Is there a hierarchy of grief over terror victims?
It happened after the Charlie Hebdo attack in Paris in January 2015. Then again in November after a series of explosions rocked various venues in the French capital. And in March when three coordinated bomb blasts tore through Brussels. The world — or at least international news outlets and social media networks — responded with extensive coverage, visible shock, cries of solidarity and the tender promise of heartfelt prayers for the victims and their families.
However, when terrorist attacks ripped through Turkey, Bangladesh, Iraq and Saudi Arabia during the last week of Ramadan, the world seemed to mourn differently. Some said it reacted almost with indifference.
Were too many tears shed for Paris and Brussels and too few for Istanbul, Dhaka, Baghdad, Jeddah, Medina and Qatif? Is there really a hierarchy of grief? A different calculus of loss for the West and the rest?
That is certainly the way it is perceived by some. Anne Barnard, the New York Times’ Beirut bureau chief, recently reported on the outrage over insufficient global outrage about the deaths in Iraq, Turkey, Bangladesh and Saudi Arabia. Approximately 300 people died at the hands of terrorists and yet the carnage did not trigger a collective planet-wide mourning. Some people complained.
They meant that the modern tech-enabled rituals of grief were conspicuous by their absence. Hashtags such as #PrayForIraq did not trend after the bombs went off July 3rd in Karrada and Shaab in Baghdad. Facebook profiles did not become stiff with the sympathetic fluttering of Turkish, Bangladeshi, Iraqi and Saudi flags during that week of horror in the Muslim world. The Eiffel Tower, Brandenburg Gate and other iconic European structures were not lit in the colours of those countries. Are they second-class triggers of global grief then?
Yes, for all the pleasing fiction that everyone everywhere can aspire to care equally about everyone else anywhere.
There are some valid reasons for news editors and social media junkies to pay a tad more attention to a terrorist strike in Europe rather than the Middle East and South Asia.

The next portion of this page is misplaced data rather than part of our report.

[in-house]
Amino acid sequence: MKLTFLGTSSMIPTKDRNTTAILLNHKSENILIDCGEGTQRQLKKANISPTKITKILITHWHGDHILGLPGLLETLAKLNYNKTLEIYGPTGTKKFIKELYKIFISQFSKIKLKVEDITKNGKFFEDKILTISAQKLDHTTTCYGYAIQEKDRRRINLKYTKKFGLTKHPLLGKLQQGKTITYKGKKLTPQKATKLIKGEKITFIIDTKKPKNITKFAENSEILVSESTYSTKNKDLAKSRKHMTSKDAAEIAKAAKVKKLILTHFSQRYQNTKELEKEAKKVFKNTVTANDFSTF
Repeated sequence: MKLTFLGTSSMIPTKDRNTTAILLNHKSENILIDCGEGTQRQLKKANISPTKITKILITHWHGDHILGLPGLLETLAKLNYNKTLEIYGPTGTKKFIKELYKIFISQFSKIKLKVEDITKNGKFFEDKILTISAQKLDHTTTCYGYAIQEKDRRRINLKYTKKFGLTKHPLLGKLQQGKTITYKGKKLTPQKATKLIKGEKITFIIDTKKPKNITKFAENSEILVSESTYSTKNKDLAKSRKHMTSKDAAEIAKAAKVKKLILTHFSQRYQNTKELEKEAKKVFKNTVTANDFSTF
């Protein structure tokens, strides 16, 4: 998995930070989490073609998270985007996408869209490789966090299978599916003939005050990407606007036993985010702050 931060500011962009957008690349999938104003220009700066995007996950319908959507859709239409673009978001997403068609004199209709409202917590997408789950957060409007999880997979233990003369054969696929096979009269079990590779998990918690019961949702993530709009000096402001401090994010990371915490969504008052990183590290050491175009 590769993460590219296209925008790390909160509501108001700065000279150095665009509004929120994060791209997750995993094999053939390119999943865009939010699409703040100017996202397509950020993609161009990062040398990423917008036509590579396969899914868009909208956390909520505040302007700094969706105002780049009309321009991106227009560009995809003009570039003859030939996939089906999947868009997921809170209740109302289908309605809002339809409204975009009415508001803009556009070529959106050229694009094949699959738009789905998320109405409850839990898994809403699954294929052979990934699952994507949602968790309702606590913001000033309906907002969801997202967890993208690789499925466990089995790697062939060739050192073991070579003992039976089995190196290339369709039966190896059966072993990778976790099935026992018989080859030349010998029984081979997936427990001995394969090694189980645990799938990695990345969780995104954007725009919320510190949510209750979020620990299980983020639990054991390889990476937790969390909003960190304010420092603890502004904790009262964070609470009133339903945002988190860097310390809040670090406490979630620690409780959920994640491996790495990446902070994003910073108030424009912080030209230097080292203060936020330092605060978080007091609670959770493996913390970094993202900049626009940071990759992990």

First, France and Belgium are not in the same state of conflict-ridden, long-term disarray as Iraq. Consequently, bad news from Iraq seems a great deal less surprising than from the heart of mainland Europe.
Second, Turkey does not prompt the world to identify with it in the way of many other countries. So, too, Saudi Arabia.
For Turkey, this is largely because of its increasingly erratic president with his faux fatwas on a range of controversial social and cultural matters such as women’s patriotic duty to procreate.
Turkish President Recep Tayyip Erdogan’s administration is also accused of inhibiting free expression and a baleful pattern of hostility and human rights abuses towards the Kurds.
As for Saudi culture, it may seem unfathomable to many beyond its borders. Remember UCLA psychiatry Professor Marco Iacoboni’s explanation of the global outpouring of sympathy for terror-hit Paris and the tearful blooming of the #JeSuisCharlie hashtag: “We tend to empathise more with people who we feel are more ‘like us’.”
Third, Bangladesh’s impenetrable troubles. They fail to provoke much sympathy largely because the wider world is unable to understand them. More than 40 people — secular bloggers, gay activists, academics and members of religious minorities — have been killed in attacks blamed on Islamist militants since February 2013.
As Ramadan came to a close this year, the Islamic State (ISIS) claimed responsibility for a high-profile attack on a hip café in Dhaka but the government blamed misguided local youths and opposition parties.
This has had an unfortunate effect. With each murderous attack on a secular blogger or thinker and each phlegmatic response from the establishment, the inaccurate impression grows that the country’s gentle culture of moderation is hardening into a radically violent form of Islam and that most Bangladeshis support the change.
There is another, more general reason that some countries provoke less global sympathy than others. Their own political leaders do not seem to care enough, which gives outsiders the excuse to take their pain less seriously.
We have been here before. In January 2015 to be precise. In the same week as the Charlie Hebdo attacks, hundreds of Nigerians were reportedly killed by Boko Haram militants. The world focused on Paris, not Baga.
Was this solely because of the double standard of measuring grief? Or was it at least partly the result of the manifest silence and unconcern of African media and political class?
Even Nigeria’s then president, Goodluck Jonathan, took care to express his condolences for the victims in France but stayed silent on the Boko Haram attacks. It may have been politically expedient to ignore a terrorist group that had grown in prominence on his watch but the Nigerian leader’s disregard of his own people’s pain appeared to devalue it.
All too often, the same sort of callous calculation marks the reaction to violence in parts of the Muslim world. A sectarian filter is applied to conflict and suffering, especially when the lives lost are local. This has made for an angry realism on the Arab street and other populous parts of the developing world: life is cheap here.
How then to reckon up the calculus of loss?